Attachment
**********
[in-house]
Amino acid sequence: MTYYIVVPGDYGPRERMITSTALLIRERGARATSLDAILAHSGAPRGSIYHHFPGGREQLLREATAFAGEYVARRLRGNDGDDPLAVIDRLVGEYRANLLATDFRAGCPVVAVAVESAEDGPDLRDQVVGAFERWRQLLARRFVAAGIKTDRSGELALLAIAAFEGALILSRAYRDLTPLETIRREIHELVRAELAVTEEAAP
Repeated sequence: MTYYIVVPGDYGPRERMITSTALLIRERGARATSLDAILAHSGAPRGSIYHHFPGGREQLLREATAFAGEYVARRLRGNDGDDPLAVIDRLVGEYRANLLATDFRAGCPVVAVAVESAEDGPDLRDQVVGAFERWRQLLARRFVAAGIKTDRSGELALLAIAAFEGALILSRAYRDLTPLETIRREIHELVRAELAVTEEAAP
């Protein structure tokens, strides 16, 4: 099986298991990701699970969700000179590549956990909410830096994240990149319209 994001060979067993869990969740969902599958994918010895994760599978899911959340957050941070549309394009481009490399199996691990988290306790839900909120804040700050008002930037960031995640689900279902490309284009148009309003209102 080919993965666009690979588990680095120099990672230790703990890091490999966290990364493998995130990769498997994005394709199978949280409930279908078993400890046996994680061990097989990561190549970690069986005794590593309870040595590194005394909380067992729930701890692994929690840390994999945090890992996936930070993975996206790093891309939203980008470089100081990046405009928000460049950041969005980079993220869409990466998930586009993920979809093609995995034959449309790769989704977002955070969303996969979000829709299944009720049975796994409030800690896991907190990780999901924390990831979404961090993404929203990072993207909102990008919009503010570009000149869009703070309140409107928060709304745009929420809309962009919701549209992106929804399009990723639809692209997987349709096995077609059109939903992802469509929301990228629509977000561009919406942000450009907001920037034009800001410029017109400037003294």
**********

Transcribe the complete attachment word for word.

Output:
[in-house]
Amino acid sequence: MTYYIVVPGDYGPRERMITSTALLIRERGARATSLDAILAHSGAPRGSIYHHFPGGREQLLREATAFAGEYVARRLRGNDGDDPLAVIDRLVGEYRANLLATDFRAGCPVVAVAVESAEDGPDLRDQVVGAFERWRQLLARRFVAAGIKTDRSGELALLAIAAFEGALILSRAYRDLTPLETIRREIHELVRAELAVTEEAAP
Repeated sequence: MTYYIVVPGDYGPRERMITSTALLIRERGARATSLDAILAHSGAPRGSIYHHFPGGREQLLREATAFAGEYVARRLRGNDGDDPLAVIDRLVGEYRANLLATDFRAGCPVVAVAVESAEDGPDLRDQVVGAFERWRQLLARRFVAAGIKTDRSGELALLAIAAFEGALILSRAYRDLTPLETIRREIHELVRAELAVTEEAAP
């Protein structure tokens, strides 16, 4: 099986298991990701699970969700000179590549956990909410830096994240990149319209 994001060979067993869990969740969902599958994918010895994760599978899911959340957050941070549309394009481009490399199996691990988290306790839900909120804040700050008002930037960031995640689900279902490309284009148009309003209102 080919993965666009690979588990680095120099990672230790703990890091490999966290990364493998995130990769498997994005394709199978949280409930279908078993400890046996994680061990097989990561190549970690069986005794590593309870040595590194005394909380067992729930701890692994929690840390994999945090890992996936930070993975996206790093891309939203980008470089100081990046405009928000460049950041969005980079993220869409990466998930586009993920979809093609995995034959449309790769989704977002955070969303996969979000829709299944009720049975796994409030800690896991907190990780999901924390990831979404961090993404929203990072993207909102990008919009503010570009000149869009703070309140409107928060709304745009929420809309962009919701549209992106929804399009990723639809692209997987349709096995077609059109939903992802469509929301990228629509977000561009919406942000450009907001920037034009800001410029017109400037003294």